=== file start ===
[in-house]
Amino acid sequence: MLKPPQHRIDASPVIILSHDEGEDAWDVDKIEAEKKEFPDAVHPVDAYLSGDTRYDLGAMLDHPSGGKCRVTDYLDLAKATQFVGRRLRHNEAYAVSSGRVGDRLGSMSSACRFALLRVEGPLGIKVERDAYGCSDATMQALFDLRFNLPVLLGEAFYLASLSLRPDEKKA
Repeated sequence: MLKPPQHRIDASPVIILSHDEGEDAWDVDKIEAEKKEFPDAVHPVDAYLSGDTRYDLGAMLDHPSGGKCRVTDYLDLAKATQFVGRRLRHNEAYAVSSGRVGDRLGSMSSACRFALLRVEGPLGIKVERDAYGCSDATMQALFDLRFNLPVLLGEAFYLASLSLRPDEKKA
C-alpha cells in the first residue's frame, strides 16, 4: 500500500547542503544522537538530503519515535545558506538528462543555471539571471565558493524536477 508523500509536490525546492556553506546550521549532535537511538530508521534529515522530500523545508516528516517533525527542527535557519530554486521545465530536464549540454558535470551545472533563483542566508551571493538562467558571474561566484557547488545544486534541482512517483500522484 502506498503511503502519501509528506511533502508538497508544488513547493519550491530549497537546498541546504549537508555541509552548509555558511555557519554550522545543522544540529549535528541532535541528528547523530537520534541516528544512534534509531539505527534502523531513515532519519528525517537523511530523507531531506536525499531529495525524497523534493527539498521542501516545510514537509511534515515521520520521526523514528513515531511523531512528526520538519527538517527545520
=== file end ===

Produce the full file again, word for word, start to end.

[in-house]
Amino acid sequence: MLKPPQHRIDASPVIILSHDEGEDAWDVDKIEAEKKEFPDAVHPVDAYLSGDTRYDLGAMLDHPSGGKCRVTDYLDLAKATQFVGRRLRHNEAYAVSSGRVGDRLGSMSSACRFALLRVEGPLGIKVERDAYGCSDATMQALFDLRFNLPVLLGEAFYLASLSLRPDEKKA
Repeated sequence: MLKPPQHRIDASPVIILSHDEGEDAWDVDKIEAEKKEFPDAVHPVDAYLSGDTRYDLGAMLDHPSGGKCRVTDYLDLAKATQFVGRRLRHNEAYAVSSGRVGDRLGSMSSACRFALLRVEGPLGIKVERDAYGCSDATMQALFDLRFNLPVLLGEAFYLASLSLRPDEKKA
C-alpha cells in the first residue's frame, strides 16, 4: 500500500547542503544522537538530503519515535545558506538528462543555471539571471565558493524536477 508523500509536490525546492556553506546550521549532535537511538530508521534529515522530500523545508516528516517533525527542527535557519530554486521545465530536464549540454558535470551545472533563483542566508551571493538562467558571474561566484557547488545544486534541482512517483500522484 502506498503511503502519501509528506511533502508538497508544488513547493519550491530549497537546498541546504549537508555541509552548509555558511555557519554550522545543522544540529549535528541532535541528528547523530537520534541516528544512534534509531539505527534502523531513515532519519528525517537523511530523507531531506536525499531529495525524497523534493527539498521542501516545510514537509511534515515521520520521526523514528513515531511523531512528526520538519527538517527545520